The last option I want to look is using home equity. It’s often overlooked, I think, in the early stages of retirement because it’s not something that’s invested in generating income. Imagine a scenario where a couple or an individual has a $500,000 home, wants to retire, but it’s a little iffy if they can make it last. Maybe the money’s only going to last into their late 80s, early 90s. Downsizing their home and moving into something a little bit smaller could free up $250,000 that can be used as income in retirement. That may be the additional cushion they need to retire today versus retiring two, or three, or four years from now.
So ultimately, a combinations of options may be necessary.
How Can I Convert Retirement Resources into Income?
The ultimate goal is to create an integrated asset allocation in a traditional sense, and that’s something we’re going to call income allocation. Income allocation is how we look at those lifetime income sources to fill gap A, and managed income sources to fill gap B. Sometimes, you hear this referred to as product allocation. Going back to our essential and discretionary model, the ultimate decision that needs to be made, “How am I going to fill that gap A?” That’s first and foremost. It may be in some cases appropriate to use managed resources and keep them as managed resources to fill gap A. Others again may need to think about creating more lifetime income and again the primary product to be able to do that is with an annuity.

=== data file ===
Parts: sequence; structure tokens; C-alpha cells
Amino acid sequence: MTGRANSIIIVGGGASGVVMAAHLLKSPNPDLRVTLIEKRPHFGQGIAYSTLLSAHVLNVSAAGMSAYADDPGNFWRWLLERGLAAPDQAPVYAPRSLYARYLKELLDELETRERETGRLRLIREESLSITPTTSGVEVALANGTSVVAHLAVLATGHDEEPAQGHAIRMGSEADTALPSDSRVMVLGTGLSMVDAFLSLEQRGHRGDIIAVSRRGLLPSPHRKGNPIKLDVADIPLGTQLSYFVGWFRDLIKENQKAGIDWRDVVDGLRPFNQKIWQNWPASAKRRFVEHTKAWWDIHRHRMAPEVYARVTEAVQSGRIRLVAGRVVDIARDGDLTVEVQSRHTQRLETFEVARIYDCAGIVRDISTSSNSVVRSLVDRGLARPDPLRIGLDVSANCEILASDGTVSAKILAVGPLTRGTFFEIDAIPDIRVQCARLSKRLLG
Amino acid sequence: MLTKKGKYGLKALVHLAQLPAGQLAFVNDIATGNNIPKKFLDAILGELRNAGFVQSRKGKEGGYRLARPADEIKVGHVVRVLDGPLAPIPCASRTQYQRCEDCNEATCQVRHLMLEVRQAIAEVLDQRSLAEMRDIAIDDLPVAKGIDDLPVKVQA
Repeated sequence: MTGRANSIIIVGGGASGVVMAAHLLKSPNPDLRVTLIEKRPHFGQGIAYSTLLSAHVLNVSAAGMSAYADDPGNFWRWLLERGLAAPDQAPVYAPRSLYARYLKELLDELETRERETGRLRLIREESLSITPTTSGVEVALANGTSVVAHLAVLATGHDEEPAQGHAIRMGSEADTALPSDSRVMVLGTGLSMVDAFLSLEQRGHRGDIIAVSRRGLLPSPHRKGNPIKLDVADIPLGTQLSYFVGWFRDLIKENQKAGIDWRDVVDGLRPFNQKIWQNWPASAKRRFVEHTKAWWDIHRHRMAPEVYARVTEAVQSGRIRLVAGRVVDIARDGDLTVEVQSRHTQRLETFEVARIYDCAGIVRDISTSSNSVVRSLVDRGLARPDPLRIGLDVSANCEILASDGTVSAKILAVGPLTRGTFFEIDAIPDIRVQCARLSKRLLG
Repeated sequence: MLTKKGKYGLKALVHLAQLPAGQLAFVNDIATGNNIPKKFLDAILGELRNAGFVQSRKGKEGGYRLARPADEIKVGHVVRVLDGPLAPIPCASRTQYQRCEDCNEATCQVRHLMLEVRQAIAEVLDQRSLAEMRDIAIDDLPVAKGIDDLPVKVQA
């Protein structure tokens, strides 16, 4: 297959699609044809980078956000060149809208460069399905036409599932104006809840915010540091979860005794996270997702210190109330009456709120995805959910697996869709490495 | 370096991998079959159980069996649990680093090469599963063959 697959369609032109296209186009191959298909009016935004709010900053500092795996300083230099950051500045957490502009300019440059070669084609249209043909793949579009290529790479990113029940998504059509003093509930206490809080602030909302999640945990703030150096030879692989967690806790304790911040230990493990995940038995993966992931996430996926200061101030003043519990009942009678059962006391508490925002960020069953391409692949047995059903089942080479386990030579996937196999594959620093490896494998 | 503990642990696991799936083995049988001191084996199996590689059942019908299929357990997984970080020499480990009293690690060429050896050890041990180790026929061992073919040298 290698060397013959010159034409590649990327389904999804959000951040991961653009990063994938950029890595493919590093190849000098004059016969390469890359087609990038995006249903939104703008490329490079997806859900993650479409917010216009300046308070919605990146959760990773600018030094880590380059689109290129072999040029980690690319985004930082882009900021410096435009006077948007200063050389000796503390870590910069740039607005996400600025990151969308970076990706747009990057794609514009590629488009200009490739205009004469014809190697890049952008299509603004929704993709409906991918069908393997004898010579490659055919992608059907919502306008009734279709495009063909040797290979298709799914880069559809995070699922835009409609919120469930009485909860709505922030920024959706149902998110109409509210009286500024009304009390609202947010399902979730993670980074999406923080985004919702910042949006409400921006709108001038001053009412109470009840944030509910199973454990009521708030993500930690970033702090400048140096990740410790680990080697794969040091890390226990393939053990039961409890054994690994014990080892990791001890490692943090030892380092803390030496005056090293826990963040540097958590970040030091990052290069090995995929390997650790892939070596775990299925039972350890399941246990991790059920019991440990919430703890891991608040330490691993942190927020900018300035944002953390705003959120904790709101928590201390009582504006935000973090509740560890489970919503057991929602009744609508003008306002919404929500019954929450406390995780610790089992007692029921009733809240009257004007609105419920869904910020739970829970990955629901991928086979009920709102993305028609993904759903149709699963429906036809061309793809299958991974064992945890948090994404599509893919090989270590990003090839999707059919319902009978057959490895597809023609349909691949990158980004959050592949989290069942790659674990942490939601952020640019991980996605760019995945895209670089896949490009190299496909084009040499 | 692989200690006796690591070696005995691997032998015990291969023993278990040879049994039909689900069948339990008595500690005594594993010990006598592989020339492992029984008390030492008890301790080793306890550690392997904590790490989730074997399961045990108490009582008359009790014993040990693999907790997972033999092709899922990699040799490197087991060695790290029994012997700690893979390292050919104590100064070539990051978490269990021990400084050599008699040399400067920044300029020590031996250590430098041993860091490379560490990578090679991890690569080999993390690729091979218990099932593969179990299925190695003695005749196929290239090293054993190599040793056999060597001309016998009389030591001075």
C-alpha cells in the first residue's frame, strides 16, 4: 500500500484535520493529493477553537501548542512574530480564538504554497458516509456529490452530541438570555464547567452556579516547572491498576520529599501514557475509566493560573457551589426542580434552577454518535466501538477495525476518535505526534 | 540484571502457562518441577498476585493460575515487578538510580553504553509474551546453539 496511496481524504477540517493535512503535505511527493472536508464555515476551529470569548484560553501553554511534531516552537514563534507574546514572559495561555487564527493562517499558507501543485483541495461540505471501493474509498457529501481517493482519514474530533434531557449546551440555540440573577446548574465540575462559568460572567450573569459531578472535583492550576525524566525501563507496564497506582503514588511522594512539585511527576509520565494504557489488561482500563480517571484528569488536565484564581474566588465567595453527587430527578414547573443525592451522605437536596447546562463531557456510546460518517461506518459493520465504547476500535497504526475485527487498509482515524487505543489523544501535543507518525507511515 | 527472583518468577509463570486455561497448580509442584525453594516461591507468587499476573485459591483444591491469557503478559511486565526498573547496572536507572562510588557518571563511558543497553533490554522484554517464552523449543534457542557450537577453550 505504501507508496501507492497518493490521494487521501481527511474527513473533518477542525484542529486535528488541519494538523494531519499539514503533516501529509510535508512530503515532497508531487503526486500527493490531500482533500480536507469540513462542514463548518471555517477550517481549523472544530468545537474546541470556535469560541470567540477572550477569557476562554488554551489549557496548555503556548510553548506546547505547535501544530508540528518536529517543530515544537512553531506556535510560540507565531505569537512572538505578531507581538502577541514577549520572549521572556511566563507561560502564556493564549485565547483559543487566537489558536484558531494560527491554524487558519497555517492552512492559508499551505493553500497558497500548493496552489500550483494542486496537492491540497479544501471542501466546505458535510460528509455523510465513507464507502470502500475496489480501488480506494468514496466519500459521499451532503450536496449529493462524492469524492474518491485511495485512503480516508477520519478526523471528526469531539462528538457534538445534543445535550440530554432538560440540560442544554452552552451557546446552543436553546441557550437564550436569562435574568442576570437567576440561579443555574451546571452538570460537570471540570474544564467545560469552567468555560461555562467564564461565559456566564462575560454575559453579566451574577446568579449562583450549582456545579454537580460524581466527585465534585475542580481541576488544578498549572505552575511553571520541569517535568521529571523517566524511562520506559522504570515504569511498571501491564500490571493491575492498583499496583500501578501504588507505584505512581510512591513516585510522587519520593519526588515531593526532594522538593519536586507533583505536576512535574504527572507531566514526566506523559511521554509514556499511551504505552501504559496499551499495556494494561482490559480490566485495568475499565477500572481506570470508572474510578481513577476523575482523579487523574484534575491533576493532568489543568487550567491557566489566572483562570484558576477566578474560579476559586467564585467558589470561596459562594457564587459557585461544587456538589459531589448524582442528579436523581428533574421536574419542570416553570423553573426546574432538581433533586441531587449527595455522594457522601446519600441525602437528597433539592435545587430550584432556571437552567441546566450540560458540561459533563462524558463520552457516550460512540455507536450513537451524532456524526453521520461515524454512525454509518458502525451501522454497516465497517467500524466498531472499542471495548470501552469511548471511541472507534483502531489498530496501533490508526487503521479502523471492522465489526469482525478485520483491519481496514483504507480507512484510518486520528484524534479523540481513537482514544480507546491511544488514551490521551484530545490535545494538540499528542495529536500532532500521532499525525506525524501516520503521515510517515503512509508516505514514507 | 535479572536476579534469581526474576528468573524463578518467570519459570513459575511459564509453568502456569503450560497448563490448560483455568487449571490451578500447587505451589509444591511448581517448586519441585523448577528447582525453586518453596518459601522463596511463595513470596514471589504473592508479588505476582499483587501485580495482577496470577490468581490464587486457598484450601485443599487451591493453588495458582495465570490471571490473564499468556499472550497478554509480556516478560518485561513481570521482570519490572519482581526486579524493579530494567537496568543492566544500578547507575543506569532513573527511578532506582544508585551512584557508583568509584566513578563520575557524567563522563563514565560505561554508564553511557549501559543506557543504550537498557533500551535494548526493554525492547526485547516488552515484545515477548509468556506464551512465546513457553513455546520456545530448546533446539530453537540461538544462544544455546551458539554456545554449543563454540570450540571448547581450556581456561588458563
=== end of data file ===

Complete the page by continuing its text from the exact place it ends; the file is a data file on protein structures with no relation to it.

So, we have three general ways, there’s lots more in detail/context to each one of these strategies that we could go into, but just at a high level:
- A systematic withdrawal plan
- Partial annuitization using immediate income annuity to create lifetime income
- A combination of the two.
With a systematic withdrawal plan or fixed dollar systematic withdrawal plan adjusted for inflation (SWP) on $100,000 and a 4.5 percent initial withdrawal rate, we would increase the dollar amount of income that we would take from our investable assets each year for inflation assuming 4 percent inflation. As many of you know, there have been lots of studies out there using historical data that show that an initial withdrawal rate of 4-5 percent, adjusted for inflation may be sustainable over a 30-40 year retirement.